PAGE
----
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By Jamie Harrison
If you read enough commentary on this website and elsewhere, it’s easy to get the impression that there are a lot of angry American cricket supporters out there. Most of the comments express varying degrees of outrage because the writers believe that the custodians of the game aren't doing what they could to develop the game. Some call for a change in spending priorities, some call for a change in the selection process and others call for a change in leadership, but almost all call for change of some kind.
Pic (Right): Jamie Harrison
I would say that the wounds from which cricket in USA suffers are only partially self-inflicted. Yes, creative fiscal management can always do a little more with a little less. But understand, this lack of money is not "the problem," it's one symptom of the problem.
The real problem, from which all other problems flow, is a lack of broad-based acceptance by the American people for cricket. And make no mistake, cricket in USA will not have access to the funding and facilities it needs until it has garnered this broad national support - support that is impossible without an equally broad base of American children playing cricket.
Like a large sailing ship trapped at low tide, cricket awaits the day when a flood of youngsters will lift it from the shoals and allow it to reach open seas. Without the upward buoyancy provided by millions of children adopting our sport, we will continue to see little interest in cricket on the part of government, major corporate sponsors and the public in general. But there’s reason for hope.
Did you know that there are 42 million Americans under the age of 21? That's more than the entire population of Australia!
Think about it, if there were just a million children playing cricket in the United States, each cheered on by their parents, in how many ways would the cricket culture in this country be different? Cricket would at least be familiar to most Americans, as they would have seen it played somewhere, or perhaps saw a local youth league advertising it. Having a respectable market with which to work, cricket would be on TV more often, merchandise would be on store shelves in many places, and governments would be likely to listen to pleas for more and better grounds.
With a sizable cricket market in place, a professional league might have a chance to survive, creating new opportunities for many, and a new generation of American cricket heroes for our youth. Corporate sponsors would be willing to underwrite tournaments and events, because sponsors love to get at parents through their children. And as these cricket-playing children advanced in age, the necessary training facilities would grow up around them to satisfy their interest in becoming better cricketers. Soon, our national teams would have a flood of talented players from which to select, and our teams would find the funding to compete.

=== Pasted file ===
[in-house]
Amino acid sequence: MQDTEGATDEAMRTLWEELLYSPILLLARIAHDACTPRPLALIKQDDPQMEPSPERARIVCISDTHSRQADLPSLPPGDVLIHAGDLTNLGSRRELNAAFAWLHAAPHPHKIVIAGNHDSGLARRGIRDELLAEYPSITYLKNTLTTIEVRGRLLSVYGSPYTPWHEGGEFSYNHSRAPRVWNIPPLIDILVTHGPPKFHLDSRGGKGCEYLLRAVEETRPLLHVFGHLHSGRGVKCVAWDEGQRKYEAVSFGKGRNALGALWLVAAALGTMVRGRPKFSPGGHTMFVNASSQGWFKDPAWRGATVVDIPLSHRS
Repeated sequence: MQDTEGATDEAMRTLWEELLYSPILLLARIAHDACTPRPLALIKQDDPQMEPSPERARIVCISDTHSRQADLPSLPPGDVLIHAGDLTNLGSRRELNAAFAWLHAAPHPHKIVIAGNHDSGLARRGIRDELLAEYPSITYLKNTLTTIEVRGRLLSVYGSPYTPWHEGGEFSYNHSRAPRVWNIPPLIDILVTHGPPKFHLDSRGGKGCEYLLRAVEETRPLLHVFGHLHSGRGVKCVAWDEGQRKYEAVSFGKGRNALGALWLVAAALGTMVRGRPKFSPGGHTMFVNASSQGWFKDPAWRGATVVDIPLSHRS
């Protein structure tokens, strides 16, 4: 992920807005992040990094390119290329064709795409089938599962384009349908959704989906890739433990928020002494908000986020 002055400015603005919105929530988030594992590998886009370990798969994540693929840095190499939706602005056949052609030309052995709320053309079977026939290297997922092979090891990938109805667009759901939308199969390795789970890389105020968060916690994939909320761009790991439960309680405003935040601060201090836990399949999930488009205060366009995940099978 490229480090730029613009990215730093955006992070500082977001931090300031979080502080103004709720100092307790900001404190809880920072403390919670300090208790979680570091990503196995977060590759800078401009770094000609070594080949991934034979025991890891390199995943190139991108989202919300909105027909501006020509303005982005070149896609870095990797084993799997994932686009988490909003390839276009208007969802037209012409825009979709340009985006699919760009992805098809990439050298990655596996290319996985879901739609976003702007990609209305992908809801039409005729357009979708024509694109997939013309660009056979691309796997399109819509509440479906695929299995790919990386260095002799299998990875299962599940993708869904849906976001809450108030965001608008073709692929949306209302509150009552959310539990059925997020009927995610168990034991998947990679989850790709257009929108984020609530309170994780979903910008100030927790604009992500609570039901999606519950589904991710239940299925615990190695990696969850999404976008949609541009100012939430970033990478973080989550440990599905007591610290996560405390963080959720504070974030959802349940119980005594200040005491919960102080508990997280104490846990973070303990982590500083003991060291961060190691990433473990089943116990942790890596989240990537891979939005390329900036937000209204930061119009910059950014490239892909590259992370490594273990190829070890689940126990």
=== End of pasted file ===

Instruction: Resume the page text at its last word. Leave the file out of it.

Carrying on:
Not convinced? Still think that money is the single cure to all issues surrounding USA cricket?
Imagine for a moment that a cricket-loving billionaire died, and left a gift of $1 million to USACA. What an exciting time it would be as we all debated how best to spend or invest the largesse! Of course, there would be lots of loud, competing voices trying to get a piece of that check, which would likely cause it to be divided between these powerful interests.
For a time, our national teams would have better coaching, use of better training facilities and perhaps even a few fully professional players under contract. We might see a national advertising campaign to increase “cricket awareness.” USA national tournaments would be well funded and probably well organized, as no expense would be spared to provide a top-flight experience for the competitors.
Yes, all would be well – until the money ran out. The root problems facing cricket in USA: a lack of sponsorship, a lack of permanent infrastructure and a lack of interest from governments and the public in general, would remain unchanged. Overnight, the goodtime binging would come to a screeching halt, and commentators would lament how a million dollars came and went to no great effect.
So long as USA cricket lacks a broad base of support in America, changes at the top will be cosmetic and temporary in nature. No, the change must come from beneath, where the true strength of the USA lies, in its population and its wealth. As the President of USYCA, I believe that we should be the change we want to see in American cricket.
So, if you're committed to change, real long-term change, support organizations like USYCA. Because real change requires patience, dedication and persistence.
The prospect of working hard for an outcome that may be 10-15 years in the future may seem deflating, but those years are going to pass anyway. The alternative is to keep focused on people and events at the top, and watch those years go by with nothing changing - and then we'll be having this same conversation all over again, just 10-15 years more gray than we are today.
How deflating would that be?
[The opinions expressed are those of the author.]